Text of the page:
We married on 31 December 1937. It was snowing all day long. Why did I marry him? I’m not so sure myself. I guess I just wanted someone who’d pay for the baby, and I was more scared of being on my own than being married to a man I didn’t love. I mean, who’d want me now, with one bastard kid and another on the way?

  He agreed, said we’d get married. Didn’t want no trouble with the Youth Office or the Benefit Office. He knew about all that from a mate of his in the Party. His mate had told him getting married was the simplest
thing. For him, for all of us.

  It was the Saturday three weeks after we got married he beat me for the first time. I can’t remember what for, can’t remember a thing about it. Except for the bash on the back of the neck he give me. I’d just turned my back on him. I can still remember that all right. Then he grabbed me by the throat and pressed hard.

  Seemed like for ever before he let go of me again. After that I just wanted to get away, file for divorce and that. But the way he sat there, his face in his hands, telling me how sorry he was – well, I had to think of the children, poor little things, they needed their father, after all, and I stayed. I stayed against my better judgement, wouldn’t listen to the voice inside me.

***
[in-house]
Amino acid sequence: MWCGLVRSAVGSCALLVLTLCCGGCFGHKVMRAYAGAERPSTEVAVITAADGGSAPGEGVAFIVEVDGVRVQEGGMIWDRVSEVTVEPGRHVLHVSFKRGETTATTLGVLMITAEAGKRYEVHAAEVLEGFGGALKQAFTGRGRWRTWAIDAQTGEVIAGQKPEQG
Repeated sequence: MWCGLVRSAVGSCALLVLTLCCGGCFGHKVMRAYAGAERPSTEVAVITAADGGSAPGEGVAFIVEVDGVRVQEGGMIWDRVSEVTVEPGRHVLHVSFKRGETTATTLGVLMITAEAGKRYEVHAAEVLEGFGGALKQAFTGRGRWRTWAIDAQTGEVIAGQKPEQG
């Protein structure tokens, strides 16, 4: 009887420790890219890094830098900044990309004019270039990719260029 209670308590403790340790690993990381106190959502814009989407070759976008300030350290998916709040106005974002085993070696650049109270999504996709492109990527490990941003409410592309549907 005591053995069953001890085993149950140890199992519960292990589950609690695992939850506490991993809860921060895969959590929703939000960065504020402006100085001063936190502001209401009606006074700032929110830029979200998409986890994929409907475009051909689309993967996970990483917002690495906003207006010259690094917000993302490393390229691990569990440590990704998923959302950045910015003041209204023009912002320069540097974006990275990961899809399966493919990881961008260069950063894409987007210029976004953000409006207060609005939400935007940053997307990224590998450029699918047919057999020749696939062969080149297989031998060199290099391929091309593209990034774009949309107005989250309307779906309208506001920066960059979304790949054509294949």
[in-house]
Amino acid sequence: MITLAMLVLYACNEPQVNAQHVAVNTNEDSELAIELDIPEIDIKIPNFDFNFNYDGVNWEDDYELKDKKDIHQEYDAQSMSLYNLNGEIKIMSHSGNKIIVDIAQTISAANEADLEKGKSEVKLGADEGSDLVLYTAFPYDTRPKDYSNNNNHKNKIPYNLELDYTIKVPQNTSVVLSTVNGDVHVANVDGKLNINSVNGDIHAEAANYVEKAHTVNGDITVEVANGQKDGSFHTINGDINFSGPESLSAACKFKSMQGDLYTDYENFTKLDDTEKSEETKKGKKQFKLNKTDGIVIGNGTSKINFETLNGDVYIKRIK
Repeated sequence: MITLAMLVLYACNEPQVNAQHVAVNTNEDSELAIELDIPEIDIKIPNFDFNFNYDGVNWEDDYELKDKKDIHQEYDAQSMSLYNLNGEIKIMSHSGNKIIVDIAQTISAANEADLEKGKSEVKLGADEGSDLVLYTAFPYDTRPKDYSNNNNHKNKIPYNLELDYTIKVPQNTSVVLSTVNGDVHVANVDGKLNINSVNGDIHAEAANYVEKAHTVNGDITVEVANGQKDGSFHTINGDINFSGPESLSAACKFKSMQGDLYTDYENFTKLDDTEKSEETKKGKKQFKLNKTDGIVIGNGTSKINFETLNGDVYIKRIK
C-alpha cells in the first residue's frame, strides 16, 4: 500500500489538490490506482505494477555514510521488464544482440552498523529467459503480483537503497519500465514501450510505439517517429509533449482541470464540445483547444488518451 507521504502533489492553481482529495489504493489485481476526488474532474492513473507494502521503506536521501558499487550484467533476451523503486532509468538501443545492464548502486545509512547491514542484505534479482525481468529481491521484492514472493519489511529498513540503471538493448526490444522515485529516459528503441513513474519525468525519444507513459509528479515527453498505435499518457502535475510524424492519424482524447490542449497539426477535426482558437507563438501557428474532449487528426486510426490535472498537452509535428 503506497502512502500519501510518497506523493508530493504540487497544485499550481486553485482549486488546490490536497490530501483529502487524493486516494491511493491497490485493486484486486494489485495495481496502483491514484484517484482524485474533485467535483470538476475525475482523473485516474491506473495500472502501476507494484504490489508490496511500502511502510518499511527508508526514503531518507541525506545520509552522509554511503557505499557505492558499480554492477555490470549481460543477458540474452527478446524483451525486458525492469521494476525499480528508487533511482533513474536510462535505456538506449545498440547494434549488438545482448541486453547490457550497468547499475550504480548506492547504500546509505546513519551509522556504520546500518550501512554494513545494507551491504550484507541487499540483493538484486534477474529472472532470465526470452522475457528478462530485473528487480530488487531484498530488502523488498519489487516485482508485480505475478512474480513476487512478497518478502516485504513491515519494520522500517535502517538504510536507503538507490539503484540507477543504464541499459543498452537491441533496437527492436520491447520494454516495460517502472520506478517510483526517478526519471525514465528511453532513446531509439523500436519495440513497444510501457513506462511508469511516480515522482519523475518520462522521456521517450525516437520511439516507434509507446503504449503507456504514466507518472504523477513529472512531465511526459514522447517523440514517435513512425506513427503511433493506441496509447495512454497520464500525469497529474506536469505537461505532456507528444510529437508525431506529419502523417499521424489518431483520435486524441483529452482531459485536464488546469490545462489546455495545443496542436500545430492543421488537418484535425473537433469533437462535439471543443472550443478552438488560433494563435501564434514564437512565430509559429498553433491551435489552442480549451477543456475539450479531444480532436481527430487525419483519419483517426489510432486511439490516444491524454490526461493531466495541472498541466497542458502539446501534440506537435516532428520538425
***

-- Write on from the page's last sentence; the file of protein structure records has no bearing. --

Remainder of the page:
Interrogation of Josef Kalteis, continued

  – My wife Walburga, she comes from the same place as what I do, she’s from Aubing too. Her old man is with Reich Railways, same as me.

  – When exactly did I get to know her? Can’t rightly remember no more. She was in the same class as my sister at school, she lived in our neighbourhood.

  – One evening, I was at an inn, having a drink after work. So on my way home I see this girl in front of me. I kind of felt I knew her, so I walked a bit faster, wanted to see who it was. When I’d caught up with her I saw it was Walburga. I thought to myself, where’s she off to, then?

  – Yes, I was curious. So I went on following her. When I saw she was crying I spoke to her. I hate to see a woman crying. Never could abide it.

  – Anything wrong, I asked her, what was the matter? She told me to leave her alone. But she didn’t try to shake me off, I just went on beside her. Well, I says to myself, you can’t let the girl alone now, not crying like that. So then she told me about it, it was love troubles. How she’d been walking out with a man and she’d quarrelled with him that day. He was forever blowing hot and cold. That’s why she was crying.